What Is Ethnocentrism?

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Causes of Ethnocentricity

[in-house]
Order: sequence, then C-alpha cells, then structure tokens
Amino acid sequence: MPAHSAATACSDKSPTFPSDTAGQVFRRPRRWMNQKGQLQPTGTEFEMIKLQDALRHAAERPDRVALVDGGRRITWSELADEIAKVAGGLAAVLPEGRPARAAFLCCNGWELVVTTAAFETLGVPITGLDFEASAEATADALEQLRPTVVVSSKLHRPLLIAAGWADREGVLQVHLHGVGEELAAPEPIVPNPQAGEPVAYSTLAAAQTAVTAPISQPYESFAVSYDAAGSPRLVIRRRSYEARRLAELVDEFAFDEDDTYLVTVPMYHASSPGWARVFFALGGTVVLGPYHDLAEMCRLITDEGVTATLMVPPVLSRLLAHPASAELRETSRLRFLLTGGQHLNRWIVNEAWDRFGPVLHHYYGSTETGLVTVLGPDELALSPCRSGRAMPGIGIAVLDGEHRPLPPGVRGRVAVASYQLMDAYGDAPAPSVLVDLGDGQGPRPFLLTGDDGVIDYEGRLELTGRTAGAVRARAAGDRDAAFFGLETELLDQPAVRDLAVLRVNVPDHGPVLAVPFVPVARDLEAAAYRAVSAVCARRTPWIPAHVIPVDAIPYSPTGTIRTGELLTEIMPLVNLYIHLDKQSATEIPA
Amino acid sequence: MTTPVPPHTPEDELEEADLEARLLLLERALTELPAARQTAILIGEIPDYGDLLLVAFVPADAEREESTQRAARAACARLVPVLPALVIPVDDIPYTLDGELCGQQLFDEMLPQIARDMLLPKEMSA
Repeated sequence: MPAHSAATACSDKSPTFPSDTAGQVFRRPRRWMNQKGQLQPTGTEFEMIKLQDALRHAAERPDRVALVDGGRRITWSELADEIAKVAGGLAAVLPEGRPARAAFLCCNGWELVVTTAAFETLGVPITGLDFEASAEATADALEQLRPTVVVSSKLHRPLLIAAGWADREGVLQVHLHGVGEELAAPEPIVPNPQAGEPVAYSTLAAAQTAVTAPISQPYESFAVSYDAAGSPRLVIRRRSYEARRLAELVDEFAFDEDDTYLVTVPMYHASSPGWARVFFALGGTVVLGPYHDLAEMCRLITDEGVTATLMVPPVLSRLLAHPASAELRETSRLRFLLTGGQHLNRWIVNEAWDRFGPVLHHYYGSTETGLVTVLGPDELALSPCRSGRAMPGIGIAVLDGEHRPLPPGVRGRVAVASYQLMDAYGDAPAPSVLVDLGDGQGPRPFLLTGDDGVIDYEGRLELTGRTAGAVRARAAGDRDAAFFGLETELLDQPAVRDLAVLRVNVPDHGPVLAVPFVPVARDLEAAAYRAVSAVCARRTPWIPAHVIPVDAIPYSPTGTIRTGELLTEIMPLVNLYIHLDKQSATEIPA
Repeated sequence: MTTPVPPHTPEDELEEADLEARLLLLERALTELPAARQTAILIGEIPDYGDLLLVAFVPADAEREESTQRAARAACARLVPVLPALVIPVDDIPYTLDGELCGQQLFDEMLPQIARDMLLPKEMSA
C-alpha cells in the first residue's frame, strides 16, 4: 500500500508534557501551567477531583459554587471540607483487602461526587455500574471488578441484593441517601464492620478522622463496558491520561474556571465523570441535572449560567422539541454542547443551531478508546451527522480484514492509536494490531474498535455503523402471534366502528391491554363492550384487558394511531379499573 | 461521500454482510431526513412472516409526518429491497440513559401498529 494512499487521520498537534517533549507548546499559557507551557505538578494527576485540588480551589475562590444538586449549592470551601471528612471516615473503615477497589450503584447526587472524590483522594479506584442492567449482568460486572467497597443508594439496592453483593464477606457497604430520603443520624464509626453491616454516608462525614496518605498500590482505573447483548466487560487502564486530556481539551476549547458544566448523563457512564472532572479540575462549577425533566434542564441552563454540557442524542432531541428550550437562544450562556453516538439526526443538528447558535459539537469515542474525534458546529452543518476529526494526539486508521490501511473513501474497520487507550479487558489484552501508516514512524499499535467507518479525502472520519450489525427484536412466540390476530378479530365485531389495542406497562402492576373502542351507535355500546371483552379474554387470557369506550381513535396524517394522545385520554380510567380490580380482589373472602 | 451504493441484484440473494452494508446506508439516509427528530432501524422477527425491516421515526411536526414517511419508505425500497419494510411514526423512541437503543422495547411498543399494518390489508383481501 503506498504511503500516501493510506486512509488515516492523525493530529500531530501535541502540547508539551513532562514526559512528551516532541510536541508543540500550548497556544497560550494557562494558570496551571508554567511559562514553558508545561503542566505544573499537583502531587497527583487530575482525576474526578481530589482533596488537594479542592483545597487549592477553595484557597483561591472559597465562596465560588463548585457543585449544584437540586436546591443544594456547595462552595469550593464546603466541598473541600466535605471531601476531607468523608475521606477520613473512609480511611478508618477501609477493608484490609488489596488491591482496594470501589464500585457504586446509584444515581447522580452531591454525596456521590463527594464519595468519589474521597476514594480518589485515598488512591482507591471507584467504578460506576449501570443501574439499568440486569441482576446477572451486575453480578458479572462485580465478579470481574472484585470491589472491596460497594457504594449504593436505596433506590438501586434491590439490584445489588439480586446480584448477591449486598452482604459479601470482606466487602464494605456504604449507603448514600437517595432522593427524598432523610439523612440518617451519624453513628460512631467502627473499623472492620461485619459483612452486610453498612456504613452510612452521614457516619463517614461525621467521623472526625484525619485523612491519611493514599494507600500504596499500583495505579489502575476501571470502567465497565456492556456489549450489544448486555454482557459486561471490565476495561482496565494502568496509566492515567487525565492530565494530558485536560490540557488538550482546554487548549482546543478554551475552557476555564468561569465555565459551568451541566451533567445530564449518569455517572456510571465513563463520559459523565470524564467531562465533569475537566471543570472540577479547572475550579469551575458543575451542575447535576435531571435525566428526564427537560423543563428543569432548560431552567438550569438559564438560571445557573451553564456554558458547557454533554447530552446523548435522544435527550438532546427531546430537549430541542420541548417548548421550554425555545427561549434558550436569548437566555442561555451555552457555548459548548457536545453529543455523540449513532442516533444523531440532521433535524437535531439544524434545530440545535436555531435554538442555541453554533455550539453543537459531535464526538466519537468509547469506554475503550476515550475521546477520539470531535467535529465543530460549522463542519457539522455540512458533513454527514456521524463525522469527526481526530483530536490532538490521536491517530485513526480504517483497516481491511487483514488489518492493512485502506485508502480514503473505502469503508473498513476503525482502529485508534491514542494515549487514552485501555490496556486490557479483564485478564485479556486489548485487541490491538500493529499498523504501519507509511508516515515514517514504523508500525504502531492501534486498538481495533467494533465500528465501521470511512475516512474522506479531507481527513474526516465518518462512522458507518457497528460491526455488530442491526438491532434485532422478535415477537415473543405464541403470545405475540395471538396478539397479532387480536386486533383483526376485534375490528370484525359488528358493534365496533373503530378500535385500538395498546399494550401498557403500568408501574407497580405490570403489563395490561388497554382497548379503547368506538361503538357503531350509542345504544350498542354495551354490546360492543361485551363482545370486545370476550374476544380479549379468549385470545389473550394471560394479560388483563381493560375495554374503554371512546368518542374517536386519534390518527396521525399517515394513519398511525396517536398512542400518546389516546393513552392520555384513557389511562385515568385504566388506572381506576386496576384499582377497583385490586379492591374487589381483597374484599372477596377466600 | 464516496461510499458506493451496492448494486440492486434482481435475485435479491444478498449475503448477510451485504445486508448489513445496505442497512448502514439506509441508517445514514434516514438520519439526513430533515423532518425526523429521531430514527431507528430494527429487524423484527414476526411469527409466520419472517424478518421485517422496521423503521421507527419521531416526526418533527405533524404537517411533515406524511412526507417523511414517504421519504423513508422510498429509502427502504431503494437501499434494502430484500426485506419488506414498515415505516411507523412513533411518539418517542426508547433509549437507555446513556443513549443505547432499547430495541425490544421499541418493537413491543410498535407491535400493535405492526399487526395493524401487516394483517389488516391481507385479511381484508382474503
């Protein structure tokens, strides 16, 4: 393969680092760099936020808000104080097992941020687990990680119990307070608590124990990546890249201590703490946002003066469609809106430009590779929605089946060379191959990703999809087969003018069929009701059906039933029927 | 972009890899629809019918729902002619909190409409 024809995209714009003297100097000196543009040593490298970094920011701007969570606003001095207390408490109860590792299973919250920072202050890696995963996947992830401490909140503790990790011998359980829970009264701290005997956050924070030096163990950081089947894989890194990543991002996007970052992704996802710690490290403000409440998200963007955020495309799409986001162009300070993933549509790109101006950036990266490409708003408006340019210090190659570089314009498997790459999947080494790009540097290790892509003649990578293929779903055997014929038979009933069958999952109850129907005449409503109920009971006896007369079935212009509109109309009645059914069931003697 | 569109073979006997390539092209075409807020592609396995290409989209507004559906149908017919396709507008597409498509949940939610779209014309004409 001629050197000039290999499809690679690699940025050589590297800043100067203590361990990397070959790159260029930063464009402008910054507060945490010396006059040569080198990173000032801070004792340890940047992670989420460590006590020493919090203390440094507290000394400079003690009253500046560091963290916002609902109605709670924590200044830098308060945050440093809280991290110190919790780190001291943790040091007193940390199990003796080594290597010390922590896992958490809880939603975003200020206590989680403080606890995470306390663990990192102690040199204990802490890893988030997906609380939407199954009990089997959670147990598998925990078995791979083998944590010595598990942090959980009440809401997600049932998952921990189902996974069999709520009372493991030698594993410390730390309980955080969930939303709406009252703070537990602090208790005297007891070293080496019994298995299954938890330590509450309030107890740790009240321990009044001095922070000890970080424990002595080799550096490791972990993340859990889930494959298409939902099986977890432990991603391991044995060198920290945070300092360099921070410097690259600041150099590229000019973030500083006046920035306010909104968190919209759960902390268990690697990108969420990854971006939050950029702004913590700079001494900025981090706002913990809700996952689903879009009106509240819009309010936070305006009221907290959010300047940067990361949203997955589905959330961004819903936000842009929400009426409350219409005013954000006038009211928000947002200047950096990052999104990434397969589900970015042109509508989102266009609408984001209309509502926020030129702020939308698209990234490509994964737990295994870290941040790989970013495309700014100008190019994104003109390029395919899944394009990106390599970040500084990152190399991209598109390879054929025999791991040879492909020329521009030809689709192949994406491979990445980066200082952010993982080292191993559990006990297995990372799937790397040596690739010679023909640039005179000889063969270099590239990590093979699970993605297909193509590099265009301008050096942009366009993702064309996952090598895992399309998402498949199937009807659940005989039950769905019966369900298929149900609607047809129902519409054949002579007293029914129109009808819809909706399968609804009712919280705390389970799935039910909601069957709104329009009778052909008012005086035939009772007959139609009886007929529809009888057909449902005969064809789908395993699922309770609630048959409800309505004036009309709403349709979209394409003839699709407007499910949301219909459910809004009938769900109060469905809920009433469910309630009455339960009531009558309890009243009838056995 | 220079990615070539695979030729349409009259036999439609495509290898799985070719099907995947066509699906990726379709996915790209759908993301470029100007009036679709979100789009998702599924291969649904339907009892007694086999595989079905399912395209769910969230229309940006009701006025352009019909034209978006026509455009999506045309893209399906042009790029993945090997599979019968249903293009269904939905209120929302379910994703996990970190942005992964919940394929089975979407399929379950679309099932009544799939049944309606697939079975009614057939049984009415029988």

In America, the greatest supremacy of the world, we have the most advanced and sophisticated culture in history. The inferior British drive on the wrong side of the road, and Greeks reek of the scent of Garlic. Does garlic really smell bad? Maybe the right side is the wrong side of the road, and other countries may feel the same way about their culture as those Yankees feel about their USA. What do we call the sense of cultural superiority? Sociology has a term called ethnocentrism, which is defined as “the tendency to look at the world primarily from the perspective of one's own culture” (about sociology). Many claim that ethnocentrism occurs in every society. The opposite of ethnocentrism is multiculturalism, which is the belief that all cultures are basically equal. Ethnocentricity is essentially a double-edged sword, and has been shown to be a powerful force that exhibits both positive and negative consequences inside a cultural group. There are three major causes of why ethnocentricity exists: individuals’ different life experiences, social and political power, and economic rationale. The truth is there is no one who can wholly abstain from being ethnocentric. Since it is impossible to experience the life situations of everyone in the world, we will always base some assumptions on life built from our existing finite life experience. It must also be noted that a worldview in which someone does not consider their view as the correct one, is inconsistent as it would be admitting falseness. In a social group or culture, ethnocentrism can produce a diligent, productive, and innovative society, while unchecked or distorted ethnocentrism can lead to racism, chaos, or war. Causal support for the existence of ethnocentrism can be found in the very definition of ethnocentricity itself, “characterized by or based on the attitude that one's own group is superior” (Merriam-Webster). The belief that one’s own group is...
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